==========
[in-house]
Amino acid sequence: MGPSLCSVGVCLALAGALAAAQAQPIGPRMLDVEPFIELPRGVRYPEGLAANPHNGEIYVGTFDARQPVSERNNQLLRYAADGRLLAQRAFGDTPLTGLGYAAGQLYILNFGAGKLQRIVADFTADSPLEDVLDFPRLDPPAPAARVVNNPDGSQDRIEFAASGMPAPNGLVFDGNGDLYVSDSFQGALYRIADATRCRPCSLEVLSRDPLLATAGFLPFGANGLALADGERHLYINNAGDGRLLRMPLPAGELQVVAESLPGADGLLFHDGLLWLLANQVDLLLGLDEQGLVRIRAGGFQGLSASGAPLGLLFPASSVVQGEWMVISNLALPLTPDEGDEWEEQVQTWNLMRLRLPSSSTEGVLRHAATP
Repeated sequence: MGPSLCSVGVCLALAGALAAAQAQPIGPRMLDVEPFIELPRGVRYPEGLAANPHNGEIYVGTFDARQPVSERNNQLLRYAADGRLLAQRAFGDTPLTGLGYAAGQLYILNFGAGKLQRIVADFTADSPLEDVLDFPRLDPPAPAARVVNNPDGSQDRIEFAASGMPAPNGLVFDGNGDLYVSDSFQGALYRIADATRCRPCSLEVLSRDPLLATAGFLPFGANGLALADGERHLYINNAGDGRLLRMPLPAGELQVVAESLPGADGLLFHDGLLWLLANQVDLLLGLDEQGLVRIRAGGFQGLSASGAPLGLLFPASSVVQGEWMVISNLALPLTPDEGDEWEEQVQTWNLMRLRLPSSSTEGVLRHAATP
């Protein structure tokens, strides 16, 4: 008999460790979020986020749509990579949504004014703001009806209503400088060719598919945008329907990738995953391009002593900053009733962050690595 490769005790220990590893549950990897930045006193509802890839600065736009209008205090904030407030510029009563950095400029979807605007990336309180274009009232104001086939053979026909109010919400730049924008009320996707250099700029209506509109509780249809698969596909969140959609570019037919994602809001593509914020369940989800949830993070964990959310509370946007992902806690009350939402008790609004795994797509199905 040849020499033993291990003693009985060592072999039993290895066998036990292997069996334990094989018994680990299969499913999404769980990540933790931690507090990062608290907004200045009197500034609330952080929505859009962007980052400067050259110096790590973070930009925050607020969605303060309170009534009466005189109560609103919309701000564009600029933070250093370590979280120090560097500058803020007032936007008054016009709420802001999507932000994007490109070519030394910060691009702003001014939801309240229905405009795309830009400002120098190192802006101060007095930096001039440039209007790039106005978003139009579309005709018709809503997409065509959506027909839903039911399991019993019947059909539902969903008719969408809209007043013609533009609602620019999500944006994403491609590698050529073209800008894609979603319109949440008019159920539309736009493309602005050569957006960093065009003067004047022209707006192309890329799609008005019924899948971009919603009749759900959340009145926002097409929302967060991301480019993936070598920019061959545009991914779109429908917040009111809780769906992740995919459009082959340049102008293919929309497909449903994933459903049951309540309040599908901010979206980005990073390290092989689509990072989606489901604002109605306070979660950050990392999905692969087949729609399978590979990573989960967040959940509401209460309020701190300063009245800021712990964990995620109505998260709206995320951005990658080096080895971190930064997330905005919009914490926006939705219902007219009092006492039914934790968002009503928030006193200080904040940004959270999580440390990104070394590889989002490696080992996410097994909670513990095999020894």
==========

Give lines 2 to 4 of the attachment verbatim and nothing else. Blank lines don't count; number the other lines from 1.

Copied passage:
Amino acid sequence: MGPSLCSVGVCLALAGALAAAQAQPIGPRMLDVEPFIELPRGVRYPEGLAANPHNGEIYVGTFDARQPVSERNNQLLRYAADGRLLAQRAFGDTPLTGLGYAAGQLYILNFGAGKLQRIVADFTADSPLEDVLDFPRLDPPAPAARVVNNPDGSQDRIEFAASGMPAPNGLVFDGNGDLYVSDSFQGALYRIADATRCRPCSLEVLSRDPLLATAGFLPFGANGLALADGERHLYINNAGDGRLLRMPLPAGELQVVAESLPGADGLLFHDGLLWLLANQVDLLLGLDEQGLVRIRAGGFQGLSASGAPLGLLFPASSVVQGEWMVISNLALPLTPDEGDEWEEQVQTWNLMRLRLPSSSTEGVLRHAATP
Repeated sequence: MGPSLCSVGVCLALAGALAAAQAQPIGPRMLDVEPFIELPRGVRYPEGLAANPHNGEIYVGTFDARQPVSERNNQLLRYAADGRLLAQRAFGDTPLTGLGYAAGQLYILNFGAGKLQRIVADFTADSPLEDVLDFPRLDPPAPAARVVNNPDGSQDRIEFAASGMPAPNGLVFDGNGDLYVSDSFQGALYRIADATRCRPCSLEVLSRDPLLATAGFLPFGANGLALADGERHLYINNAGDGRLLRMPLPAGELQVVAESLPGADGLLFHDGLLWLLANQVDLLLGLDEQGLVRIRAGGFQGLSASGAPLGLLFPASSVVQGEWMVISNLALPLTPDEGDEWEEQVQTWNLMRLRLPSSSTEGVLRHAATP
């Protein structure tokens, strides 16, 4: 008999460790979020986020749509990579949504004014703001009806209503400088060719598919945008329907990738995953391009002593900053009733962050690595 490769005790220990590893549950990897930045006193509802890839600065736009209008205090904030407030510029009563950095400029979807605007990336309180274009009232104001086939053979026909109010919400730049924008009320996707250099700029209506509109509780249809698969596909969140959609570019037919994602809001593509914020369940989800949830993070964990959310509370946007992902806690009350939402008790609004795994797509199905 040849020499033993291990003693009985060592072999039993290895066998036990292997069996334990094989018994680990299969499913999404769980990540933790931690507090990062608290907004200045009197500034609330952080929505859009962007980052400067050259110096790590973070930009925050607020969605303060309170009534009466005189109560609103919309701000564009600029933070250093370590979280120090560097500058803020007032936007008054016009709420802001999507932000994007490109070519030394910060691009702003001014939801309240229905405009795309830009400002120098190192802006101060007095930096001039440039209007790039106005978003139009579309005709018709809503997409065509959506027909839903039911399991019993019947059909539902969903008719969408809209007043013609533009609602620019999500944006994403491609590698050529073209800008894609979603319109949440008019159920539309736009493309602005050569957006960093065009003067004047022209707006192309890329799609008005019924899948971009919603009749759900959340009145926002097409929302967060991301480019993936070598920019061959545009991914779109429908917040009111809780769906992740995919459009082959340049102008293919929309497909449903994933459903049951309540309040599908901010979206980005990073390290092989689509990072989606489901604002109605306070979660950050990392999905692969087949729609399978590979990573989960967040959940509401209460309020701190300063009245800021712990964990995620109505998260709206995320951005990658080096080895971190930064997330905005919009914490926006939705219902007219009092006492039914934790968002009503928030006193200080904040940004959270999580440390990104070394590889989002490696080992996410097994909670513990095999020894």